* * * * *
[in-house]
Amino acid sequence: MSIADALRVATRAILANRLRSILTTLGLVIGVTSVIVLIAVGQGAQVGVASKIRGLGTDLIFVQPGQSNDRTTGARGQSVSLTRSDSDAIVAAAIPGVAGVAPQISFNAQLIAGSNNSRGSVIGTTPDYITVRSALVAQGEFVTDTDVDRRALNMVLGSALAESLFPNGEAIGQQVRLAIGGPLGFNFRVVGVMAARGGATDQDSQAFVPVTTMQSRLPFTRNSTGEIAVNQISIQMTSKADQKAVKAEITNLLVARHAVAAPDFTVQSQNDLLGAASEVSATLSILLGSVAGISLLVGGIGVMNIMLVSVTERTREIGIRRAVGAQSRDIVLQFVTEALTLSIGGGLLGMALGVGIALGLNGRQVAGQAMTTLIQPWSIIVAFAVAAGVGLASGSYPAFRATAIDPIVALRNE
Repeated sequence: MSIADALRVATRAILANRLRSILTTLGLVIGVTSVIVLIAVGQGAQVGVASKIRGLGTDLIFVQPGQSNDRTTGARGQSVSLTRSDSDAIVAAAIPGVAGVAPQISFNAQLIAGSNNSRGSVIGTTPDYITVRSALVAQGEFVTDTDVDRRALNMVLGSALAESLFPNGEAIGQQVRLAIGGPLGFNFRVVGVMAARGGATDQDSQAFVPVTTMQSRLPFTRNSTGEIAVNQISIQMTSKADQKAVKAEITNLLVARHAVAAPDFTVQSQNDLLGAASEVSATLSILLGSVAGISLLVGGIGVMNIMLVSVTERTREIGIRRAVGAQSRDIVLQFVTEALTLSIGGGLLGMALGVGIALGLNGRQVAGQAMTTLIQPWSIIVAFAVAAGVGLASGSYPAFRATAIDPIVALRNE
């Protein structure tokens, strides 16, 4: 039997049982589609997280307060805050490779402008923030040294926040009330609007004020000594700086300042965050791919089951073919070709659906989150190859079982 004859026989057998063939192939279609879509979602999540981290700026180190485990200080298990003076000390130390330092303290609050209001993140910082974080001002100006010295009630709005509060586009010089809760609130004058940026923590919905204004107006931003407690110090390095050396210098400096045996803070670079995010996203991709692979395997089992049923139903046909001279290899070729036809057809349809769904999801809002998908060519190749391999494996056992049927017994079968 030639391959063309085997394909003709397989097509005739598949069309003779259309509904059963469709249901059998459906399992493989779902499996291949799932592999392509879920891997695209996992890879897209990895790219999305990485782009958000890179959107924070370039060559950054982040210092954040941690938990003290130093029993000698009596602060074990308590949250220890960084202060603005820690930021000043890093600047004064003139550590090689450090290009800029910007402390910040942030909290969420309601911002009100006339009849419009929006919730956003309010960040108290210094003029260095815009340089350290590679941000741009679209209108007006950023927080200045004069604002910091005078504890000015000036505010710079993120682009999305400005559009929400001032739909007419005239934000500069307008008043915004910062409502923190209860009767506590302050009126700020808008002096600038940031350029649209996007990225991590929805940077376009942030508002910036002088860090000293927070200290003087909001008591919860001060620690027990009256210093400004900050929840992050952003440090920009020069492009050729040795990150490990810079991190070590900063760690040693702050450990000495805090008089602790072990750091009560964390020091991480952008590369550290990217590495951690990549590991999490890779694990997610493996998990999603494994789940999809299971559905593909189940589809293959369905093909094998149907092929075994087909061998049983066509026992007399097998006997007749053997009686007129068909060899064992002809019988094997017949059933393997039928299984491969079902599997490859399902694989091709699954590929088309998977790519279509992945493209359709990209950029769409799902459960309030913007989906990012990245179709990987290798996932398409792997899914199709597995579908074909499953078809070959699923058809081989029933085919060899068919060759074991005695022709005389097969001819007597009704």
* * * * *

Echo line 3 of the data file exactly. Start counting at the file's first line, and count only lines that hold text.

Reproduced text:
Repeated sequence: MSIADALRVATRAILANRLRSILTTLGLVIGVTSVIVLIAVGQGAQVGVASKIRGLGTDLIFVQPGQSNDRTTGARGQSVSLTRSDSDAIVAAAIPGVAGVAPQISFNAQLIAGSNNSRGSVIGTTPDYITVRSALVAQGEFVTDTDVDRRALNMVLGSALAESLFPNGEAIGQQVRLAIGGPLGFNFRVVGVMAARGGATDQDSQAFVPVTTMQSRLPFTRNSTGEIAVNQISIQMTSKADQKAVKAEITNLLVARHAVAAPDFTVQSQNDLLGAASEVSATLSILLGSVAGISLLVGGIGVMNIMLVSVTERTREIGIRRAVGAQSRDIVLQFVTEALTLSIGGGLLGMALGVGIALGLNGRQVAGQAMTTLIQPWSIIVAFAVAAGVGLASGSYPAFRATAIDPIVALRNE